In recent months in Australia, it has become quite clear that many jobs are becoming obsolete due to technological unemployment. That is, unemployment caused by technological advances and the onset of automation.
Death of the Driver
One example is within the mining industry. Many mining sites now have fully automated trucks that drive themselves along a set route hauling iron ore as required. A once high paying truck driver job has become almost unnecessary as technology improves. I once worked for the Queensland Police Service (between 2007 and 2008) and I recall a number of police officers leaving their $50000 salaries to become truck drivers earning $100000+. Their logic was simple – why do something relatively dangerous and stressful like policing when instead they could be sitting in an air-conditioned cab getting more than twice the salary?
It is predicted that by about 2035, there will be no more driving jobs – taxi drivers, truck drivers, couriers – they’ll all be gone. Uber has already been quite honest about it saying they plan to introduce an automated fleet as soon as it’s economically viable. Many observers highlight the negative impact of automation, that is, the large number of job losses. However, I’d like to talk about the many advantages.
Benefits of Automation
First, automated vehicles will be far safer than their human-driven counterparts. People get tired, distracted, look at their mobile phone, drink-drive, drug-drive, deal with the kids in the back seat, etc. We’re not designed to focus on one task for hours on end. Already the driverless cars being tested on the roads in North America have incredible safety records, so we can only assume that their safety will improve in the upcoming years. I foresee a society where ultimately it will become illegal to physically drive a vehicle due to the inherent danger involved. Once governments see the statistics and realise that humans are causing most of the road fatalities, they’ll be forced to act by a tech-savvy population.
Second, the cost of goods and services will come down. If there are no more truck drivers to pay to deliver the groceries to the supermarkets, then ultimately the groceries will cost less. I was recently talking with a friend about automation in the fast food industry. It’s simply a matter of time before fast food restaurants no longer require workers. Hamburgers and French fries will be 100% made by robotic machinery.
Technological Unemployment and the Cost of Goods
Imagine a large pizza chain, let’s call them Pizza Preppers, who decide to automate their stores. Their pizza dough is made by an automated dough machine, rolled and prepared to an exact specification. The appropriate toppings are automatically cut and placed on the pizza as per the customer’s order. The pizza is put in the oven, cooked, sliced and boxed – all by machine. Finally, automated drones will deliver the pizza right to the customer’s door. All orders and payments will be handled online. When the shop is running low on tomatoes, an order will be placed with the distribution warehouse where a box of tomatoes will be packed onto an automated truck and delivered in an appropriate time-frame.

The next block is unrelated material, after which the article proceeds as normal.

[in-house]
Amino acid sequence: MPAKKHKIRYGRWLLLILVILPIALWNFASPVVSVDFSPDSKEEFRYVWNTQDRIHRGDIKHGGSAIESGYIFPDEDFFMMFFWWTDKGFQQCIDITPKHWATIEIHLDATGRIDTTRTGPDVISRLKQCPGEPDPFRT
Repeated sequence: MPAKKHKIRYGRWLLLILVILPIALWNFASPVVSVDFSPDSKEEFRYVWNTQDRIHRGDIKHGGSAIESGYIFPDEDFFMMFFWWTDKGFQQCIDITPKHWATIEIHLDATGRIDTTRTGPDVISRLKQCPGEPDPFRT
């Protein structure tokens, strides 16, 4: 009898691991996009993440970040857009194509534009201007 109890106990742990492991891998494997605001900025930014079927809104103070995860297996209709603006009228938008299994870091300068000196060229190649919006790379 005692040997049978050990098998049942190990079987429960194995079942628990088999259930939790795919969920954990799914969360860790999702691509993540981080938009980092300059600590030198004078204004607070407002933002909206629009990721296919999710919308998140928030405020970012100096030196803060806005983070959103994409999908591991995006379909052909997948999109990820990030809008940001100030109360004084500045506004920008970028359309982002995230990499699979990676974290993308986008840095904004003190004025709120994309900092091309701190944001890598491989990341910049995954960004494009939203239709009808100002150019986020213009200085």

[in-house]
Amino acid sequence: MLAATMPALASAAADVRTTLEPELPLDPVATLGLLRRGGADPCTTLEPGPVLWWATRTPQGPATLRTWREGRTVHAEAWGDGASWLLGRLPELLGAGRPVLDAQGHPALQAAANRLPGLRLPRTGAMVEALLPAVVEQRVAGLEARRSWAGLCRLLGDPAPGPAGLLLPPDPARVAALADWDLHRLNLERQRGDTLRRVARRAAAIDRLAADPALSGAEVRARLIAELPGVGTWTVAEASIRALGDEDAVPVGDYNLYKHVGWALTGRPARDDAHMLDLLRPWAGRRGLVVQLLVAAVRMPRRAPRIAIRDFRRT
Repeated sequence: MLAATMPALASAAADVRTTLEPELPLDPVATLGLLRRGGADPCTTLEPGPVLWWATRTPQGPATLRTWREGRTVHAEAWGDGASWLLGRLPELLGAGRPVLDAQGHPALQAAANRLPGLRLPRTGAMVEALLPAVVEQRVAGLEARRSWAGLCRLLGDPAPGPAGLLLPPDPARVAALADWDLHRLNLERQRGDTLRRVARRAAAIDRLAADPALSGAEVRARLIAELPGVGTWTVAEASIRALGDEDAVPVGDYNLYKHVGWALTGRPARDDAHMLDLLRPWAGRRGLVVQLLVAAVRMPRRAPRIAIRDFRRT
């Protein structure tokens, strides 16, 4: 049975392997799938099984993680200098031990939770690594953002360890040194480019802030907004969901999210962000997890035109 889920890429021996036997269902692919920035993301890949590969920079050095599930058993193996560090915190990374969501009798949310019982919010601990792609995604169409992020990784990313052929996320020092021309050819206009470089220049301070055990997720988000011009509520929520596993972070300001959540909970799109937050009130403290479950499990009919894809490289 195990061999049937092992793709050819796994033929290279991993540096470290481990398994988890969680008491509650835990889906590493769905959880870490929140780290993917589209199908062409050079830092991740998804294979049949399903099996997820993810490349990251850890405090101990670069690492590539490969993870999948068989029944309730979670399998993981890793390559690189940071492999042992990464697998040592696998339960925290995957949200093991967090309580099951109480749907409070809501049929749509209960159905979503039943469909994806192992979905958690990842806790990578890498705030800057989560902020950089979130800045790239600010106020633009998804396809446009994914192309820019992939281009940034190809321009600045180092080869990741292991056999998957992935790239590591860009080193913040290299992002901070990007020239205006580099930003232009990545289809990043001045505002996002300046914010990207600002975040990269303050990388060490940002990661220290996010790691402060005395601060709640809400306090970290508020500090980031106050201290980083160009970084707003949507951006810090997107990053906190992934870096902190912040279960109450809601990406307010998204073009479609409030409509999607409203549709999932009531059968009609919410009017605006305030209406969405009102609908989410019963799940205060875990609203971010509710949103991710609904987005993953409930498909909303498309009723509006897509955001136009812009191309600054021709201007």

Imagining further into the future, when the distribution warehouse runs low on tomatoes, it will in turn place an order with the farming network. Farms will also be fully automated. Drones will be smart enough to go out into the fields and pick appropriately ripe tomatoes and deliver them to the boxing centre.
The boxing centre will automatically box the tomatoes and place them on automated delivery trucks to send to the distribution warehouses. Whenever the drones or trucks are low on power, they’ll automatically return to their charging stations (probably powered by renewable energy) where another fresh drone or truck will take their place. This cycle of demand, production and supply will continue on 24 hours a day with very little need for downtime.
Ultimately, Pizza Preppers will realise that their costs have dramatically fallen. Due to competition with other automated pizza chains, they’ll be compelled to lower their prices even further. In Australia 2016, you can already buy a large pizza for $5.00. When automation hits our pizza stores, I imagine the price dropping to $1.00, or maybe even less.
Eventually the CEO of Pizza Preppers decides that their costs are so negligible, that they decide that they don’t want money for their pizzas any more and find alternative ways to keep their company profitable (e.g. advertising on their boxes). The only thing they ask is that customers don’t abuse their free pizza policy, so implement measures to counter such abuse ...
Originally posted on my blog, Daily Rant Australia, January 28, 2016 by Andrew.
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